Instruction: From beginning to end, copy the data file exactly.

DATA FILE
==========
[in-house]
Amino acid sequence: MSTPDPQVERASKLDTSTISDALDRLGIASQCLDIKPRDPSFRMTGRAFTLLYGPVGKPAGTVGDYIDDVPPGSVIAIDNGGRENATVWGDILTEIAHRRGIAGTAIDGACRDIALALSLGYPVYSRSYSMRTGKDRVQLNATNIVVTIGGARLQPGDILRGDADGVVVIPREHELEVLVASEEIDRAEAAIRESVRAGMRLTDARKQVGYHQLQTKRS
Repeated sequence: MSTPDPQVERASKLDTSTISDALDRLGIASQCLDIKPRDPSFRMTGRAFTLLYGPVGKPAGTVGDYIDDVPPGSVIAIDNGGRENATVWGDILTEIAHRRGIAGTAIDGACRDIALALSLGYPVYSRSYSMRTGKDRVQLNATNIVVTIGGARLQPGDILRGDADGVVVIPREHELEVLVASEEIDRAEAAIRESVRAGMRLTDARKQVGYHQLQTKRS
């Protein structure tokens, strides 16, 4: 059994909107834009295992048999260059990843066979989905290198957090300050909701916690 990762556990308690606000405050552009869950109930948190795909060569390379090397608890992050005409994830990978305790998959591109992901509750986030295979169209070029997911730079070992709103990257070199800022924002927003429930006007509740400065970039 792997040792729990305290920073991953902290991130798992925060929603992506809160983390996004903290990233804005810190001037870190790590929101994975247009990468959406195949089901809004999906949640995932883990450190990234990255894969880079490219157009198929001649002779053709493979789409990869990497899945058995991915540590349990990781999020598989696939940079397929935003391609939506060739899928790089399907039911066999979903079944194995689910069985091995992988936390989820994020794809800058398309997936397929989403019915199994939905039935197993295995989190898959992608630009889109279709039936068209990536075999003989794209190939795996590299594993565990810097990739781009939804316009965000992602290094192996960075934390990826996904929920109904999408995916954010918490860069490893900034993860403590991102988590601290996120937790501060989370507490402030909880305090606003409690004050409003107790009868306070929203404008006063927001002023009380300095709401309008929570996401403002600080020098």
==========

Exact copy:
[in-house]
Amino acid sequence: MSTPDPQVERASKLDTSTISDALDRLGIASQCLDIKPRDPSFRMTGRAFTLLYGPVGKPAGTVGDYIDDVPPGSVIAIDNGGRENATVWGDILTEIAHRRGIAGTAIDGACRDIALALSLGYPVYSRSYSMRTGKDRVQLNATNIVVTIGGARLQPGDILRGDADGVVVIPREHELEVLVASEEIDRAEAAIRESVRAGMRLTDARKQVGYHQLQTKRS
Repeated sequence: MSTPDPQVERASKLDTSTISDALDRLGIASQCLDIKPRDPSFRMTGRAFTLLYGPVGKPAGTVGDYIDDVPPGSVIAIDNGGRENATVWGDILTEIAHRRGIAGTAIDGACRDIALALSLGYPVYSRSYSMRTGKDRVQLNATNIVVTIGGARLQPGDILRGDADGVVVIPREHELEVLVASEEIDRAEAAIRESVRAGMRLTDARKQVGYHQLQTKRS
């Protein structure tokens, strides 16, 4: 059994909107834009295992048999260059990843066979989905290198957090300050909701916690 990762556990308690606000405050552009869950109930948190795909060569390379090397608890992050005409994830990978305790998959591109992901509750986030295979169209070029997911730079070992709103990257070199800022924002927003429930006007509740400065970039 792997040792729990305290920073991953902290991130798992925060929603992506809160983390996004903290990233804005810190001037870190790590929101994975247009990468959406195949089901809004999906949640995932883990450190990234990255894969880079490219157009198929001649002779053709493979789409990869990497899945058995991915540590349990990781999020598989696939940079397929935003391609939506060739899928790089399907039911066999979903079944194995689910069985091995992988936390989820994020794809800058398309997936397929989403019915199994939905039935197993295995989190898959992608630009889109279709039936068209990536075999003989794209190939795996590299594993565990810097990739781009939804316009965000992602290094192996960075934390990826996904929920109904999408995916954010918490860069490893900034993860403590991102988590601290996120937790501060989370507490402030909880305090606003409690004050409003107790009868306070929203404008006063927001002023009380300095709401309008929570996401403002600080020098």